You can distract yourself, but that only lasts so long. But it does help. Try doing something you enjoy, and if you don't feel like it, then that's ok. That's what depression is all about.
In between keeping busy and distracted, try thinking about your situation. A lot of people get depressed because something happens in their lives. They broke up a relationship, they lost a relative, they lost their job, they lost their pet, they hate their job, they hate their school, they hate their friends, they find it impossible to live up to societies expectations, they are abused, they are assaulted, they feel aimless in life, they see no meaning in existence. All of these things can cause depression, and if you think about them in the wrong way, you can go into a downwards spiral. Thinking about loss or grief or depression and challenging your beliefs, is a good way to start improving.
Sometimes we are depressed for no reason, other than the chemicals in our brains tell us we should feel depressed. I get this all the time. For a long time I wasn't motivated to do anything. I didn't want to get out of bed in the morning, I didn't want to participate in anything, I didn't want to have any friends, or put up with my family any more. Until one day I started to think that I didn't want to live any more. I realised this was completely irrational, and I knew I had a mental illness. Something chemical going on in my brain. Because I had always felt like I wanted to be happy, and wanted to live and enjoy life. So the second I thought I might want to die instead, I knew it was irrational and that I needed help.
But even now I still get depressed. But I know it is just my moods swinging low. So I challenge the thoughts that say I shouldn't do this or shouldn't do that, and instead I do the things I like. I watch movies. I listen to music (even dark music) and I talk with friends, and some of them are really supportive and would talk to me about the way I feel whenever I like. This is what makes my depression subside, and my mood lifts, and I can go back to enjoying life again.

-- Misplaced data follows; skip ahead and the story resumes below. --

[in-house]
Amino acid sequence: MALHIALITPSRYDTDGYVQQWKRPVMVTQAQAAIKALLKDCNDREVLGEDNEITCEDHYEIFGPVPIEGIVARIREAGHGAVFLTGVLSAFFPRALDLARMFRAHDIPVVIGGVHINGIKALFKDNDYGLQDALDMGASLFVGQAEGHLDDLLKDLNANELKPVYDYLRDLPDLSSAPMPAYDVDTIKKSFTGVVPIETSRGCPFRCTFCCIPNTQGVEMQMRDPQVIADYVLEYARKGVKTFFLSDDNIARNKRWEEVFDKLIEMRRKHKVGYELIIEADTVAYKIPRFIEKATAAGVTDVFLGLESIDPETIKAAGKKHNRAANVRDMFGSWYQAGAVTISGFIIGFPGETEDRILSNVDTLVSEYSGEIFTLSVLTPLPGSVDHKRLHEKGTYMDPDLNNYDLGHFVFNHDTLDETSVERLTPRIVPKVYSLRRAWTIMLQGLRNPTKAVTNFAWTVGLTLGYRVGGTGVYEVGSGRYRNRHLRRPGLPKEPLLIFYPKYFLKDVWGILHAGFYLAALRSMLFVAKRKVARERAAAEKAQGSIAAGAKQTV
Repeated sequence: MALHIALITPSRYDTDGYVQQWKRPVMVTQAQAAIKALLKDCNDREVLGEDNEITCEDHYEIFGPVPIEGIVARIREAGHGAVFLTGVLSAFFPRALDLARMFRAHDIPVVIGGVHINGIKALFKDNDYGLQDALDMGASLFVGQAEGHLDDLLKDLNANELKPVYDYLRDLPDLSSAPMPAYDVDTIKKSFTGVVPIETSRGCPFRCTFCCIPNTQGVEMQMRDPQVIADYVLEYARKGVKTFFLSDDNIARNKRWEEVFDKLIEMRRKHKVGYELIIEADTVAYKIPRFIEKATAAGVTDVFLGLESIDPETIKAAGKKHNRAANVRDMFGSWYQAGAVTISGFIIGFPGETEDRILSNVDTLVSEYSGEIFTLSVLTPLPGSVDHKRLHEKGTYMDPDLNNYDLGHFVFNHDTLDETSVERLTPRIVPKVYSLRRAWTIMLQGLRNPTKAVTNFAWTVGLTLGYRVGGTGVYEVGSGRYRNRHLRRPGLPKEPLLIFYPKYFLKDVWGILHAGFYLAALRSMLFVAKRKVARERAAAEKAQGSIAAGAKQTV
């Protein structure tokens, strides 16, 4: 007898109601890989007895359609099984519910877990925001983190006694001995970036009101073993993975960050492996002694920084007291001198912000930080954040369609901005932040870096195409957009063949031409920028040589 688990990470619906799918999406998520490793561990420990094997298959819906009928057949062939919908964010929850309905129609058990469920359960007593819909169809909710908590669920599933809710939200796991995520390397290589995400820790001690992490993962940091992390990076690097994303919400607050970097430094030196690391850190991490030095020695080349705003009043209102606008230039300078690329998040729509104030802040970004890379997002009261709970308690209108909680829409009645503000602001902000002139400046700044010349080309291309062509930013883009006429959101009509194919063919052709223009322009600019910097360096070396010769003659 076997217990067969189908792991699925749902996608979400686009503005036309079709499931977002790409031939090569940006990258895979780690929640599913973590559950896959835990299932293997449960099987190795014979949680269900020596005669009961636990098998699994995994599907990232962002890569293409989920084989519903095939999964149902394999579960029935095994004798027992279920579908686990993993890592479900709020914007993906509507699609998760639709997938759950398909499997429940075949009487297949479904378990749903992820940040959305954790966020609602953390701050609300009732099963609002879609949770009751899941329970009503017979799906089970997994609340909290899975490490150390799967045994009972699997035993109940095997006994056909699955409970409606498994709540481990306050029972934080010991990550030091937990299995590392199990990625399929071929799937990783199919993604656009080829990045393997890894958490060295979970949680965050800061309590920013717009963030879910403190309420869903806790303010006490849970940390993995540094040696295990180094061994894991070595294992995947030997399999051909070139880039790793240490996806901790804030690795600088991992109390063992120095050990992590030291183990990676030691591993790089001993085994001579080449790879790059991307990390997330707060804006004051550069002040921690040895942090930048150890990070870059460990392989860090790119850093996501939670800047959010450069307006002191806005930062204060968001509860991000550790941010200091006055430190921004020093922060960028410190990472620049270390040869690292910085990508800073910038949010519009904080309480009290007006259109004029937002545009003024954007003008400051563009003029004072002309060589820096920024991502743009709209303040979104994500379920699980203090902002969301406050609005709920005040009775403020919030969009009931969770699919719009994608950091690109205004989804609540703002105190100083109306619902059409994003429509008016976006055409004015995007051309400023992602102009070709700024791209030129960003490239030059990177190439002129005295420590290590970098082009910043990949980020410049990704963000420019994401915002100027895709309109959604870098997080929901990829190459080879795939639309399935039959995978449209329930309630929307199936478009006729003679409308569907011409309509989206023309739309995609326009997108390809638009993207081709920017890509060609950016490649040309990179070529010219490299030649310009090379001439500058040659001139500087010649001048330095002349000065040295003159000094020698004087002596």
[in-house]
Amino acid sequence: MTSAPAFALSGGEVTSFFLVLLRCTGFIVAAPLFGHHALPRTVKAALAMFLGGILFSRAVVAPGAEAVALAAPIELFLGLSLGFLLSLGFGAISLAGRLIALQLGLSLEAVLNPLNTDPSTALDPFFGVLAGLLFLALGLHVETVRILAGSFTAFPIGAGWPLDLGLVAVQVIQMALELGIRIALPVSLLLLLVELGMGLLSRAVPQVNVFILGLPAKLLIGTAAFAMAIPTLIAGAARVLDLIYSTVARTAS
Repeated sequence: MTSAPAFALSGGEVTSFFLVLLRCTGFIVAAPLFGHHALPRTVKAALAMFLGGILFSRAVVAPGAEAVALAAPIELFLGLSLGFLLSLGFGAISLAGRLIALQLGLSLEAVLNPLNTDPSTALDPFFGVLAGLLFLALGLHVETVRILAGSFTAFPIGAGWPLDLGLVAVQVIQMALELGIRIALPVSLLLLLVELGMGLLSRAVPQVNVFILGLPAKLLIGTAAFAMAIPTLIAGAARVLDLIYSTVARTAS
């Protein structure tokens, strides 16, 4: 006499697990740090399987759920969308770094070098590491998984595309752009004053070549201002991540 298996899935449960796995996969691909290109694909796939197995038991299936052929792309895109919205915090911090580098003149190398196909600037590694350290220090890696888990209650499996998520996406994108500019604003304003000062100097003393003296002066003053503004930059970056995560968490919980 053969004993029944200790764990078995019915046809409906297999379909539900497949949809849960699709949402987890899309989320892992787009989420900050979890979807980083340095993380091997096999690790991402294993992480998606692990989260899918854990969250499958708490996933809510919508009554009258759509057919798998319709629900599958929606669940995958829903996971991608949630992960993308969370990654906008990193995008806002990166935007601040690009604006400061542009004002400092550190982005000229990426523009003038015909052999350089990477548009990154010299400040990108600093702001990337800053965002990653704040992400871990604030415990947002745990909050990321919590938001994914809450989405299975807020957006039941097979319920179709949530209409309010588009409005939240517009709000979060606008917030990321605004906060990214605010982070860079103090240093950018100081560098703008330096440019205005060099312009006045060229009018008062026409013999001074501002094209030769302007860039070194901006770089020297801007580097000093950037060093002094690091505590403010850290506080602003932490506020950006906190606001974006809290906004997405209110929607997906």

I would definitely wait to see a doctor again, even if it means waiting ages. Make an appointment with a GP. That will only take a day or so. And try to be honest with them. Tell them how serious your condition is, they have to listen to you, its their job. Tell them that the counselling isn't working. They have a duty of care to see that you are helped.
Do you think you could make an appointment with the GP? Do you think you are brave enough to tell them what has been going on in your head? You never know what you are capable of, until you try.
Re: It just won't stop
Hey, @jess no-one. Thanks for posting. I've only recently come on board as a Community Moderator at ReachOut.com. My younger brother took his own life a couple of months ago. A beautiful kid and young man, he had so, so much to offer. He had an extraordinary mind and talent for writing, for example. He could quote everybody from Darwin to Nietzsche to Hobbes to Jefferson to Churchill and Twain. And he could pick holes in their arguments like somebody who had studied them all their lives, advancing his arguments with such eloquence and force in his writing as to be impossible to resist. As well, he was a gun basketballer, and had a great sense of humour and a quick wit. I loved him more than anything in the world. I love him more than anything in the world. And I miss him more with every day that passes. You say suicide is tempting? I died with my brother on the day he suicided. I exist only as a ghost now. A shadow. A shell. I sometimes wonder on days when the sun is shining and his friends are around if he might wish he was still here? I'd do and give anything to bring him back.